I have an incomplete post in my drafts folder about how annoyed I can be by inspirational quotes. They can be trite, over simplify complex issues and even be used to justify all sorts of things that don’t really match up with the original intent. That being said, I’ve found this particular quote helpful this month.
Recently I lost someone important to me and it has had a profound impact on me. Those of you who have lost people close to you probably know that the “five stages of grief” don’t really come in stages but instead veer wildly back and forth, bouncing off of each other day to day, hour to hour, moment to moment. I am filled with so much regret, remorse, anger and bewilderment at how quickly he was snatched away and how much time we wasted that at times I can hardly bear it.
I didn’t realize it at the time (because that’s not how these things work- when it comes to depressive episodes hindsight is 20/20) but I was slipping into a place where it was hard to feel happy. It wasn’t really sadness, it was more numb than anything. I had moments where I’d have fun and I’d smile and laugh and those moments definitely weren’t fake but they were… superficial. It didn’t really go deep, didn’t touch my core. In the last few years I’ve found an inner joy and peace that permeates me, always. I’ve faced hardships, loss, conflict and plenty of bad days during that time but I always knew it would pass, that the things that truly mattered would prevail. After losing Bruno I couldn’t feel that anymore. No matter how many pep talks I gave myself, the inner peace I’d discovered was slipping away.
Then November rolled around. Each year since joining Facebook I’ve used the days leading up to Thanksgiving to post a daily “thankful status”. I almost skipped it this year because after doing it a few times it begins to be repetitive but, for some reason, I decided to go ahead and try. I always try to dig a little deeper and find little things for which to be grateful along with the biggies and to really give an explanation for why each one is important to me personally and how it enriches my life. The first couple of days I didn’t notice a change. I was digging deep, I was being honest and heartfelt in my posts, but it still wasn’t reaching my core. However, three days in, something shifted.
November 3 was Bruno’s birthday and I almost skipped doing the thankful status. It somehow felt disrespectful to him to talk about being grateful for things he no longer had. It also felt as if being happy about something would mean that I wasn’t allowed to be sad anymore, that I’d have to let go of all of my grief and that felt like saying his death was unimportant. I really had to dig deep that day to figure out what I was going to say, if anything at all. As it worked out I was able to go meet the newest, tiny member of our family that day. Instead of simply stating that I was thankful to meet him, that he was here and healthy, that I’m thankful for his mama and daddy and sisters, I decided to dig a little deeper. I needed to find a way to express what I was really feeling. I posted this:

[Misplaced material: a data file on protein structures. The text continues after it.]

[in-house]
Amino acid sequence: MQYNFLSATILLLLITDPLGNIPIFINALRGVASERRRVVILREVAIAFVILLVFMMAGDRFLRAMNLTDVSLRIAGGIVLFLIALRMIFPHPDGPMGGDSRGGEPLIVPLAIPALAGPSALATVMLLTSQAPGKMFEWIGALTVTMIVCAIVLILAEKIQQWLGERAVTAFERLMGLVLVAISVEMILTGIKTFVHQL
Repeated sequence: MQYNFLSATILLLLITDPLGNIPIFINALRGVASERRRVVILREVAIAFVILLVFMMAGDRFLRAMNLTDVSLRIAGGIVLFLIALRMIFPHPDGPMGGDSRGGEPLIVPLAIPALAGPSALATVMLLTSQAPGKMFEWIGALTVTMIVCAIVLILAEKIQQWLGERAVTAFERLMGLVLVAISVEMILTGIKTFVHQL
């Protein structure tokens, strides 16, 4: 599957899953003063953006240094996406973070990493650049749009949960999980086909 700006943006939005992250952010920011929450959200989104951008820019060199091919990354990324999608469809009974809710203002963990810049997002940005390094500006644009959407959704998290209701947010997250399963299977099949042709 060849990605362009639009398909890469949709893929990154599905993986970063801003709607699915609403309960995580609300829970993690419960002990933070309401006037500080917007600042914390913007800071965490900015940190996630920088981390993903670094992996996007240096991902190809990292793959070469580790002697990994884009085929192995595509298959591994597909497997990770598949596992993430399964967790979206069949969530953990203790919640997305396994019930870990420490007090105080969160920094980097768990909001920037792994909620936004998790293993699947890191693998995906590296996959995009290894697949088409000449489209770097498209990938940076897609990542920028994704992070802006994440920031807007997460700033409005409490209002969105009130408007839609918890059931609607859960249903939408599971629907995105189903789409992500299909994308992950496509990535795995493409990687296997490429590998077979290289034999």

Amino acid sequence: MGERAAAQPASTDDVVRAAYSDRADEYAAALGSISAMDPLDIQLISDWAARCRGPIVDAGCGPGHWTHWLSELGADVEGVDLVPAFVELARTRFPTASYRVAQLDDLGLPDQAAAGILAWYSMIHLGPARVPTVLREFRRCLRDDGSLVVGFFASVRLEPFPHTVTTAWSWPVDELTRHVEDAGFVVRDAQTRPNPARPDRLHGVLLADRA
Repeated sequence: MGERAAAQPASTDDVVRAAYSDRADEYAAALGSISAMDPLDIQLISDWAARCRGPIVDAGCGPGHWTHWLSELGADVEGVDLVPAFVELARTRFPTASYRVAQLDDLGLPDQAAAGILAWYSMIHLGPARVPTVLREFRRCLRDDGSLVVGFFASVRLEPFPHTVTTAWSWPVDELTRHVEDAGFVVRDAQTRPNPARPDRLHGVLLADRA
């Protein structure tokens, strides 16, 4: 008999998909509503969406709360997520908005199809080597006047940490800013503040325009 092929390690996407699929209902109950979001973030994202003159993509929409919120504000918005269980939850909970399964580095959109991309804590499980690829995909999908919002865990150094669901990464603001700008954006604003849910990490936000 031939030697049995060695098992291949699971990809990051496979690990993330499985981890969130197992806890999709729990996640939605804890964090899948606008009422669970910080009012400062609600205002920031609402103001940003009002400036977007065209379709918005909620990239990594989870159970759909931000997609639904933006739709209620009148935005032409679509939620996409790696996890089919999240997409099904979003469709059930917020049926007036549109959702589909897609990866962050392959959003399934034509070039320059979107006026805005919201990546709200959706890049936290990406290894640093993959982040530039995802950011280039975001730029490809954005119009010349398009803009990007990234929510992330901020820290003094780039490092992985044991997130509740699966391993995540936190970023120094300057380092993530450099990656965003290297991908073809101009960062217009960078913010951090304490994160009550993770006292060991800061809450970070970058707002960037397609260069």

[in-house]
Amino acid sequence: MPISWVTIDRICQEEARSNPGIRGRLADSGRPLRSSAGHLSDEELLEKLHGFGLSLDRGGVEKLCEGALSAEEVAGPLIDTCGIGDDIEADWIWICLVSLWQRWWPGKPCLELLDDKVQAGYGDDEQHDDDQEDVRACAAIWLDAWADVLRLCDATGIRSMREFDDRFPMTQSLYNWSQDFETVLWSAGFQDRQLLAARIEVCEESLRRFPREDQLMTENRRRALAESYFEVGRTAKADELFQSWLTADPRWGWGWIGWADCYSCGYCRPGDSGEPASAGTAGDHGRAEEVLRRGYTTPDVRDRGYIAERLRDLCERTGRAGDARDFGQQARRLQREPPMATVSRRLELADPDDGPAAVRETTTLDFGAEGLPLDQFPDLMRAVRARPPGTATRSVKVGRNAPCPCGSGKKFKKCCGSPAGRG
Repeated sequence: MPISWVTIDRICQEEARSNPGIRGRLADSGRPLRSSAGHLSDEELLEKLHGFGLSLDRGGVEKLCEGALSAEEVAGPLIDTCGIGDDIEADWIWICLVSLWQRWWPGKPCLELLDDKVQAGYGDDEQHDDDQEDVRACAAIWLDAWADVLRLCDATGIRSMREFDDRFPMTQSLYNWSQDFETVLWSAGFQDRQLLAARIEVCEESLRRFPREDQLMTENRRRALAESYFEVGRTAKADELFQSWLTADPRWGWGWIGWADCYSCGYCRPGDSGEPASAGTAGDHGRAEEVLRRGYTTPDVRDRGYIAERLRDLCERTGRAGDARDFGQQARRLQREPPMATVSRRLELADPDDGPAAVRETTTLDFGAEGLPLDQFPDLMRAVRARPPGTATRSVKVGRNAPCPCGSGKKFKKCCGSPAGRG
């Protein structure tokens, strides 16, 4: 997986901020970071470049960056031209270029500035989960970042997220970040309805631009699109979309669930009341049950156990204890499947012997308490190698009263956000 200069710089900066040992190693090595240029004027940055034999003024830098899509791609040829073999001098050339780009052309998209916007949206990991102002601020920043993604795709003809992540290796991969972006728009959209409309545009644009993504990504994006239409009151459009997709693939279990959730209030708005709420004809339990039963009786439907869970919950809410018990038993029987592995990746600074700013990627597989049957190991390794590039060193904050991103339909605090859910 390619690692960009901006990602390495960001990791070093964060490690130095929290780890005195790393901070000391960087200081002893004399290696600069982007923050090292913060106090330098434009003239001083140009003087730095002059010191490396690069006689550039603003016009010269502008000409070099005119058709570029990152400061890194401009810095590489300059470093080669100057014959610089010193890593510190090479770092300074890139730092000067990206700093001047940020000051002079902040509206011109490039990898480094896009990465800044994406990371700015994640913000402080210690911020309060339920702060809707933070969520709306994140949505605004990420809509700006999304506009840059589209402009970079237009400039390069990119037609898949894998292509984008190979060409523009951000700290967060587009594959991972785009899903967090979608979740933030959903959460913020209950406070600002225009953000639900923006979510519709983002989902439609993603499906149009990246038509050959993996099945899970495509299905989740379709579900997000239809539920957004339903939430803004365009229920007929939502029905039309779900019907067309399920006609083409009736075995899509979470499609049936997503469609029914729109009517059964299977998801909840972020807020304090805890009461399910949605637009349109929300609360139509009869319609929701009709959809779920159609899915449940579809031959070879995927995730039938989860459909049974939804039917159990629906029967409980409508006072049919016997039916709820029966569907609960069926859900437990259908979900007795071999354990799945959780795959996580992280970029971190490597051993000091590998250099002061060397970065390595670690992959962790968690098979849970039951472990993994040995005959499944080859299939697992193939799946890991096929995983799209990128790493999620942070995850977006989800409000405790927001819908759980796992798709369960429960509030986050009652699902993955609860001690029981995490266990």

My first thought, when deciding what to post today for my thankful status, was that I didn’t want to do it. I didn’t want to talk about being thankful on the day Bruno should have turned 35 but didn’t. I really just wanted to wallow in the time we’ll miss as well as the time we already missed because we let our own busy lives keep us from being there as often as we could have. But instead of wallowing I chose to spend time with those I can. It turned out to be the perfect day to meet the newest G, whose name is partially a tribute to his uncle. I can only hope that Bruno knew how much I loved him, even though we were far away and busy. Every day I wonder if he knew. But for T.G. and his family, including this beautiful boy, I can do more than hope and wonder, I can make sure. And for that opportunity, I am thankful.
With that post I realized the depth of my sadness, that without realizing it I’d been slipping into a fog. I realized it because for the first time in weeks I felt something in my core. It was small, just a tiny sliver of the emotions I’d been holding back since the funeral but it was there. It was real. It was deep. And each and every day, as I search for what I’ll share in that thankful status it opens up a bit more. As I write this, even more. I feel my old peace settling in next to my grief. It doesn’t make it disappear but instead brings it to the surface where I can feel it instead of numbing myself to it.
Making an effort to feel truly, deeply thankful these past few weeks has enabled me to feel everything truly and deeply again. So, for me at least, this trite little quote turned out to be spot on.